What's The Last Silent Movie You Watched? [2017]

Open, general discussion of silent films, personalities and history.
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Christopher Jacobs

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Re: What's The Last Silent Movie You Watched? [2017]

PostSat Feb 25, 2017 2:05 pm

Last night I watched the obscure Truart William Fairbanks western THE COWBOY AND THE FLAPPER (1924) and the equally obscure Hi-Mark action-comedy-melodrama-romance THE THRILL SEEKERS (1927), via the nice new Blu-ray editions put out by Grapevine Video. Neither comes close to being a classic, but both are fun for fans of silent program pictures, the kind of thing that would usually turn up at a Cinefest to fill an hour time slot. I hope to have a somewhat more thorough review ready to post in the "Old Movies in HD" thread sometime early next week.
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Re: What's The Last Silent Movie You Watched? [2017]

PostSun Feb 26, 2017 8:42 am

The copy of Rex Ingram's THE THREE PASSIONS (1928 or 1929) is a little hard to evaluate fairly as it had German intertitles which were all but impossible for me to understand properly. In addition, I have no idea how complete the copy was as it lasts just over an hour, and was apparently lost until quite recently.

That said, the film is a very striking one indeed. Shayle Gardner plays a self-made shipyard owner whose Oxford-educated son (Ivan Petrovich) is uninterested in following him into the business. His wife, too (Claire Eames), is a disappointment and spends her time gallivanting about with younger chaps. The son spends a great deal of his time in night-clubs (some splendidly shot scenes here) and is vaguely attached to a titled lady played by Alice Terry.

His Damascene moment comes when he witnesses the death of one of the workers and the dreadful effect it has on the poor fellow's family. Ructions follow a bit later when (after listening to a religious lecture) he decides to take Orders in addition to helping out at a seamen's mission peopled by a gang of plug-uglies including the villainous Andrews Engelmann, who was so effective in DIARY OF A LOST GIRL.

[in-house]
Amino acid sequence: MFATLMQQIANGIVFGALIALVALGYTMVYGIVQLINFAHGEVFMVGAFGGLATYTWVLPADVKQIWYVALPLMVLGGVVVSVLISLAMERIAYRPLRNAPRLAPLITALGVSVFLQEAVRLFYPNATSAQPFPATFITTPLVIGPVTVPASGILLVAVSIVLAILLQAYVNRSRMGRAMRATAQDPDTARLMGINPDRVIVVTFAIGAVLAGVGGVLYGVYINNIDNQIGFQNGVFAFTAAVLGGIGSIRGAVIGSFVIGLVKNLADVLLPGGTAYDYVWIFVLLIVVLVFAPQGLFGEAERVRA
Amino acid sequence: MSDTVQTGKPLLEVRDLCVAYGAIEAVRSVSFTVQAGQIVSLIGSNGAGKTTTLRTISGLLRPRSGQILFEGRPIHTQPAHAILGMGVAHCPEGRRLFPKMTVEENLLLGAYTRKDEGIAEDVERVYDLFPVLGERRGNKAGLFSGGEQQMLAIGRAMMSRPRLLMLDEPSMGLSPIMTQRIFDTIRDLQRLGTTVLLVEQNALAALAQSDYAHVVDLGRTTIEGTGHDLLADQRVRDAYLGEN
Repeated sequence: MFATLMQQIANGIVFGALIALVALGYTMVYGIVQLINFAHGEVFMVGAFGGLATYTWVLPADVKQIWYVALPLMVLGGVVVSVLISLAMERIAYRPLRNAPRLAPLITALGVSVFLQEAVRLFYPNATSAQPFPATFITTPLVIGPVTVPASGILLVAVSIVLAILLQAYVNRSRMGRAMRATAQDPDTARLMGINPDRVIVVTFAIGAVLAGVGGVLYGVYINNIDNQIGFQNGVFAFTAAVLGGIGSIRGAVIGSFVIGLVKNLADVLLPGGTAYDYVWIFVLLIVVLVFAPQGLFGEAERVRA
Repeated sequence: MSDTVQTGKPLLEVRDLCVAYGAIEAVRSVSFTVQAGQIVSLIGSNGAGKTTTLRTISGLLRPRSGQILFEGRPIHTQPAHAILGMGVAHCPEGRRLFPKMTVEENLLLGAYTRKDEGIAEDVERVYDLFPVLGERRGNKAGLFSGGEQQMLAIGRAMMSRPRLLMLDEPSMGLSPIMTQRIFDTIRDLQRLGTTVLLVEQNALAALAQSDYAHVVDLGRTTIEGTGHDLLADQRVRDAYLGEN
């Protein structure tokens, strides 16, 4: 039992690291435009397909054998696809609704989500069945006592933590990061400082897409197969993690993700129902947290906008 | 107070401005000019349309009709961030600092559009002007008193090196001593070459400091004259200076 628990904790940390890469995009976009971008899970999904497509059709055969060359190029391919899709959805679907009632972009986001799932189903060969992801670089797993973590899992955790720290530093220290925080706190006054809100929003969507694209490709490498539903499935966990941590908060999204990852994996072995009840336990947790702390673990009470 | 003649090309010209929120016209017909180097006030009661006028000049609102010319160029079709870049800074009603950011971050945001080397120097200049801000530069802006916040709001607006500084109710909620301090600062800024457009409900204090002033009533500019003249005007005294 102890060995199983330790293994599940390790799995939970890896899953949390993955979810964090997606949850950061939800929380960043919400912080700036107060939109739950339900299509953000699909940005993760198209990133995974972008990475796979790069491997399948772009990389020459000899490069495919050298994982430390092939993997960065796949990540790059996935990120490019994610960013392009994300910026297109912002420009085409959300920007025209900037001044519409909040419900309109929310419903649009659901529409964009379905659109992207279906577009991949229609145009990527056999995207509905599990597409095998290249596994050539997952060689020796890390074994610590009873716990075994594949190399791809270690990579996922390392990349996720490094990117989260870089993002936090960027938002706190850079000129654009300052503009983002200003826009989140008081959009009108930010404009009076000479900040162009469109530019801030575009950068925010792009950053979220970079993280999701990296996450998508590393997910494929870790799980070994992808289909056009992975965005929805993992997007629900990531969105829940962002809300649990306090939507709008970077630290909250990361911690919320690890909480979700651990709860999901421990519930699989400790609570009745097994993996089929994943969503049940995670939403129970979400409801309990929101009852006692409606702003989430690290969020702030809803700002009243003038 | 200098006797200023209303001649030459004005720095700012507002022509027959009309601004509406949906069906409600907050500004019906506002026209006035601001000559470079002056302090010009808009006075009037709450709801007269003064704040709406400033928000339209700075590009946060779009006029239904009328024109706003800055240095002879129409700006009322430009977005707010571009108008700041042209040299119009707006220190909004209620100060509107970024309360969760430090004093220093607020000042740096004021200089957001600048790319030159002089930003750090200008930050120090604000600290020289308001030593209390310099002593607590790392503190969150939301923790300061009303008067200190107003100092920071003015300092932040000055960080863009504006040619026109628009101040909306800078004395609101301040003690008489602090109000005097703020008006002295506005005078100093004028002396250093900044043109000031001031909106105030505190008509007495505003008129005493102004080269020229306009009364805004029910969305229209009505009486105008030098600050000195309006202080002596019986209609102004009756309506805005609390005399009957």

Father then decides to send Terry to work at the mission in order to bring his son back into the fold. But, when alone, Engelmann makes a pass at her, becoming increasingly violent, but luckily... Meanwhile, there is the threat of a strike at the yard, and....

Admittedly the ending is a little hurried and unsatisfactory in parts, but what counts here is the atmosphere, which is superbly drawn whether dealing with the works or the clubs and low-life mission. I was reminded of something when the religious theme crept in and it turned out to be I'LL GIVE MY LIFE / UNFINISHED TASK, with Ray Collins as the businessman father furious at his son's determination, in that particular instance. It would be nice to see this with English titles and a music track, although I think there is - or was - a copy available to buy online.
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Re: What's The Last Silent Movie You Watched? [2017]

PostSun Feb 26, 2017 9:42 am

I've got a pretty nice copy (from a private source) that has all the British intertitles, and I don't remember it being too much out-of-joint because of lacking materials, though there were some. I watched this nearly ten years ago now, and I went back to my notes and found I really, really liked it a lot.

I wrote this review of it back in 2009: